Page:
Oh, how times have changed.
Meena Harris recalls her entrepreneurial role models back in 2013: Bill Gates and Mark Zuckerberg. “There were not a lot of women, definitely not a lot of Black women,” she says. “Thankfully we had Oprah, but we needed a lot more Oprah’s.”
Meena channeled this observation in the first T-shirt she ever sold, which read, “I’m an entrepreneur, bitch,” a play on the business card of one of her former employers, Mark Zuckerberg: “I’m CEO, Bitch.”
The shirt was only meant to raise money for an advocacy campaign that Meena was working on after hours to her law career. But when supermodel Tyra Banks was photographed wearing the shirt at a tech conference and T-shirt sales subsequently blew up, Meena realized she had tapped into something bigger, more meaningful than her original cause: a movement to empower ambitious women everywhere.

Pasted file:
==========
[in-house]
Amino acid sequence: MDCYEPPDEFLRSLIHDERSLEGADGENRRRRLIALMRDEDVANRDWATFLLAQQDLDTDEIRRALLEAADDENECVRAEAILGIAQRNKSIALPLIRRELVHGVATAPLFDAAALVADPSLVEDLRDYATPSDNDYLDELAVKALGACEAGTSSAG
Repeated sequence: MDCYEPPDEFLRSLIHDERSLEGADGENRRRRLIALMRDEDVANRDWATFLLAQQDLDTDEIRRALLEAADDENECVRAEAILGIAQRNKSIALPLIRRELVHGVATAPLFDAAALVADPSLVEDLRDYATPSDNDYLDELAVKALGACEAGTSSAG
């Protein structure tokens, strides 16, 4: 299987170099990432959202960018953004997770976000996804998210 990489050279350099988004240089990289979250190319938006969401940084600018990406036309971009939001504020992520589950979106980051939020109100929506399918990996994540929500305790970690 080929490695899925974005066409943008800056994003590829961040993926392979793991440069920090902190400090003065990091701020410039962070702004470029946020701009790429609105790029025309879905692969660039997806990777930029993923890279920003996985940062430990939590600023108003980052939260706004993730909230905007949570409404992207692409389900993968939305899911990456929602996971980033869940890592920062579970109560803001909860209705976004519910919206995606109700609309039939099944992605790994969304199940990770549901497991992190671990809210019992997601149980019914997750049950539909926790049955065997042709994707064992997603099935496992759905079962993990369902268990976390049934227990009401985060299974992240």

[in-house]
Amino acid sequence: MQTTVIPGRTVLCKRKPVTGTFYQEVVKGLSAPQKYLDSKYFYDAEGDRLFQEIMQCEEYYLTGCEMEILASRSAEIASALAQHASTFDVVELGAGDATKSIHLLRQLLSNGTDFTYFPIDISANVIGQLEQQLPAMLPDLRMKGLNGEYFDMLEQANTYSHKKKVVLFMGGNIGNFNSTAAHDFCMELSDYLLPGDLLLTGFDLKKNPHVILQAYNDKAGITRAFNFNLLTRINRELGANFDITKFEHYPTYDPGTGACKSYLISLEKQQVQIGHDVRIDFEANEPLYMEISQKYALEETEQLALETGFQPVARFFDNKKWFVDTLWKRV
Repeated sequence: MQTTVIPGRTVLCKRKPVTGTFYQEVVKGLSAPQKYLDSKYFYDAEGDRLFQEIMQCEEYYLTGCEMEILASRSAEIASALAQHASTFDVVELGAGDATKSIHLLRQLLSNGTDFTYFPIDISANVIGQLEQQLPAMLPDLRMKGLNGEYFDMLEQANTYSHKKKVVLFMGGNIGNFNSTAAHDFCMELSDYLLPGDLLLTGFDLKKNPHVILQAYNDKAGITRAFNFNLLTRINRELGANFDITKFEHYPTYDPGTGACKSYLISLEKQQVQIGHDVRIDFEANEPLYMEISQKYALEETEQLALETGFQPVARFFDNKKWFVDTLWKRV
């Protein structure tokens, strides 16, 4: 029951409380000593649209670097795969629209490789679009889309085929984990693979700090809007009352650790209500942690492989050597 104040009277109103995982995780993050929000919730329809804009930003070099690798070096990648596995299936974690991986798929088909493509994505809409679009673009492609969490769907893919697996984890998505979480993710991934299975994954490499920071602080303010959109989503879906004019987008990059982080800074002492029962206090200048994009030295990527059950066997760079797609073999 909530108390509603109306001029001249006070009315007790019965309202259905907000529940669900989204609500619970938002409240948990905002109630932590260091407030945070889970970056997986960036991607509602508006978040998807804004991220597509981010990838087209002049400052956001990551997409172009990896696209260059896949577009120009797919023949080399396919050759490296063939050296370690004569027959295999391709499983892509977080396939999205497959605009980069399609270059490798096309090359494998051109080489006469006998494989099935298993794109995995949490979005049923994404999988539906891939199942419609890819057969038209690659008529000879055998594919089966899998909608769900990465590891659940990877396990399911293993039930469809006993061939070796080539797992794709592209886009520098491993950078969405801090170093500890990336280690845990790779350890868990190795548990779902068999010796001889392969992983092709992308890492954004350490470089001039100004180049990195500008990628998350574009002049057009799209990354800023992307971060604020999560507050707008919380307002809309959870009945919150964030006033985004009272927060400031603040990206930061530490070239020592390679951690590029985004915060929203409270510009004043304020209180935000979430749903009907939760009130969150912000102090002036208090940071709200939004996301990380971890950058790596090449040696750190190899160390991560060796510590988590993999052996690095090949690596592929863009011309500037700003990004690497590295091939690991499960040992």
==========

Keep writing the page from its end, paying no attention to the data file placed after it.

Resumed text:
Law unto herself: from Lawyer to Full-time Entrepreneur
A Harvard Law graduate, Meena spent her early career following in the footsteps of her mother and aunt, Maya and Kamala Harris—both hugely successful public-interest lawyers. Her mother, Maya, a civil rights lawyer and public policy advocate; her aunt, Kamala, attorney general-turned-senator-turned-Vice President of the United States. Advancing social change and empowering women is in her DNA.
And though Meena discovered a traditional law career wasn’t for her, entrepreneurship wasn’t necessarily on her radar, either. She just didn’t grow up seeing it.
“I had these incredible female role models growing up,” Meena says. “Nevertheless, they were mainly within the space of the law, social justice, and public service. And although that had an important impact on me and really informed who I am, my choice to go to law school, for example, I didn’t really have any models for business and being an entrepreneur.”